Or consider the matter of marriage and divorce. To this day, almost all marriage ceremonies include vows of perpetual fidelity, “as long as we both shall live.” The ring itself is a symbol of endlessness and of an indissoluble bond. It signifies, in Spenser’s words, “the knot that ever shall remain.” Now, people either intend that vow, or they do not. If they do intend the vow, why do they commit Ehebruch, to use the telling German word for adultery, vow-break? Why do they break the vow even more radically by divorce? If they do not intend the vow, or if they place unspoken conditions upon it, they are lying, and at what may be the most solemn occasion of their lives. Most of us will never be soldiers on a battlefield, or captains of a ship; or priests called to defend the faith with their very lives. The one time we will be called upon to give ourselves without reserve is when we utter the marriage vow. To tell a lie at that time would be as if a president of the United States, his hand on the Bible, were to swear to defend the Constitution against all enemies, while harboring a secret intention to become one of those enemies if the right occasion presented itself; or as if a witness in court were to swear to tell the whole truth and nothing but the truth, while harboring a reservation, “Depending upon what the lawyer asks me.” This vow-that-is-not thus strikes at the heart of every human enterprise. It uses the law to undermine the law, or uses the state to undermine the state; or employs the trappings of marriage to undermine the very possibility of marriage.

Lies, lies. Planned Parenthood does not plan parenthood. Its business is to take women who are already mothers and make away with their unborn children. Birth control is not birth control. It is either conception-prevention, or, in the case of incipient human offspring already conceived, birth-prevention. Sex education is not education in the meaning of sex. It masquerades as how-to instruction in hygiene, as if the only concern of a boy or a girl were to keep the works clean while enjoying, when the “right time” comes, sexual expression. Even at that, the rising sewer of diseases is hardly mentioned, and least of all those odd and dangerous diseases, other than AIDS, that result from the unnatural things that some men do with other men. “You really shouldn’t live in the sewer,” says the teacher, “but everybody does, so make sure you wear a pair of galoshes, and watch out for the rats.”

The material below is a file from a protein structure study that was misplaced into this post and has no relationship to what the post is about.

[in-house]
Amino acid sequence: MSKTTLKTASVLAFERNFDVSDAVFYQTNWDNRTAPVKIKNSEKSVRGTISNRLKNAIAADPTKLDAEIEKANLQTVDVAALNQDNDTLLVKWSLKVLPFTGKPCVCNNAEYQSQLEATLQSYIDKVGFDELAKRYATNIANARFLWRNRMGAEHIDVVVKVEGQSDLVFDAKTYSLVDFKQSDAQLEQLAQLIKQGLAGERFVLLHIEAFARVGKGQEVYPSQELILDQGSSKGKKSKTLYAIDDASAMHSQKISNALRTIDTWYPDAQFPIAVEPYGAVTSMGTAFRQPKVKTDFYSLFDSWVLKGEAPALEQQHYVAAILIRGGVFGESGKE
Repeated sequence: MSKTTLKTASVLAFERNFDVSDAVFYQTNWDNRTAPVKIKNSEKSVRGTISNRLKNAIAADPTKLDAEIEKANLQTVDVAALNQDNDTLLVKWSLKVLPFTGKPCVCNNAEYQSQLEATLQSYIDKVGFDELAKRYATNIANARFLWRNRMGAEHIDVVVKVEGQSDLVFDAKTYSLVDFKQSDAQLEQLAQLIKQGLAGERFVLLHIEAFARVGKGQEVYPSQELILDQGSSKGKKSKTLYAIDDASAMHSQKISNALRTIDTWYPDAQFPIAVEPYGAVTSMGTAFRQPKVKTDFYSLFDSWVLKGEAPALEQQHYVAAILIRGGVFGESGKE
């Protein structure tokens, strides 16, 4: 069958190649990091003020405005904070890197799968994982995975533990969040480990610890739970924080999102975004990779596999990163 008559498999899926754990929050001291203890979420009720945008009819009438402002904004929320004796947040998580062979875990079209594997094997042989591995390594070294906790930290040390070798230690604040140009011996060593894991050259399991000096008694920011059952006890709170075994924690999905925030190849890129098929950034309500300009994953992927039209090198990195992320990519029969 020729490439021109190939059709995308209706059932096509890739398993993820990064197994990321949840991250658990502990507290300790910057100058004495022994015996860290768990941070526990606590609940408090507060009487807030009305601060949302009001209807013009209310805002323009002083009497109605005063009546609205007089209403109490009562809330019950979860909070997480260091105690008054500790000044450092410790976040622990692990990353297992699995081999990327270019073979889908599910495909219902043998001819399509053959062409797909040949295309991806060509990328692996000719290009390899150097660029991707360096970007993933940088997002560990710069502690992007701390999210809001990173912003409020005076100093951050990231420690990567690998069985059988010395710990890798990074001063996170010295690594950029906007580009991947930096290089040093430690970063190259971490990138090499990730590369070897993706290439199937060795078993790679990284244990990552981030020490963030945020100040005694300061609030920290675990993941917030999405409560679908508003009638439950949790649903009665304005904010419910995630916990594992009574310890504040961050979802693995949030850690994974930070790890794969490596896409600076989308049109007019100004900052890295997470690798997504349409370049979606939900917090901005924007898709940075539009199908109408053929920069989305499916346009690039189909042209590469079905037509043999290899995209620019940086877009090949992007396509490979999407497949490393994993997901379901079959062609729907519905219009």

But the sexual lie whence all these others spring is common now and unregarded. It is the lie that says, with the body, “All that I am is yours,” while insisting, by virtue of not yet having made the solemn vow of marriage, “I am for now still my own.” It is “unrealistic,” we are told, to tell young people that they should embrace the virtue of chastity. One might as well say that it is unrealistic to tell them that they should embrace the virtue of truth. No one is without sin, nor will we ever find heaven upon earth. But it is one thing to fall, and another thing to insist upon calling the fall an ascent. It is one thing to deceive oneself and to believe in a “marriage” without the vow of marriage. It is another thing to enshrine the deceit. It is one thing to tell a lie; it is another thing to adore the lie. That is the constant and dire temptation that all human societies must face. Some face it on account of their desire for glory; others on account of their avarice; we face it on account of our hedonism. We are not fighting in a different war from that wherein other societies have fought. We are only fighting in a rather more contemptible field.
 
About the Author
Anthony Esolen 

Anthony Esolen is a professor of English at Providence College. His most recent book is Ten Ways to Destroy the Imagination of Your Child (ISI Press). He also translated Dante's Divine Comedy for Modern Library Classics.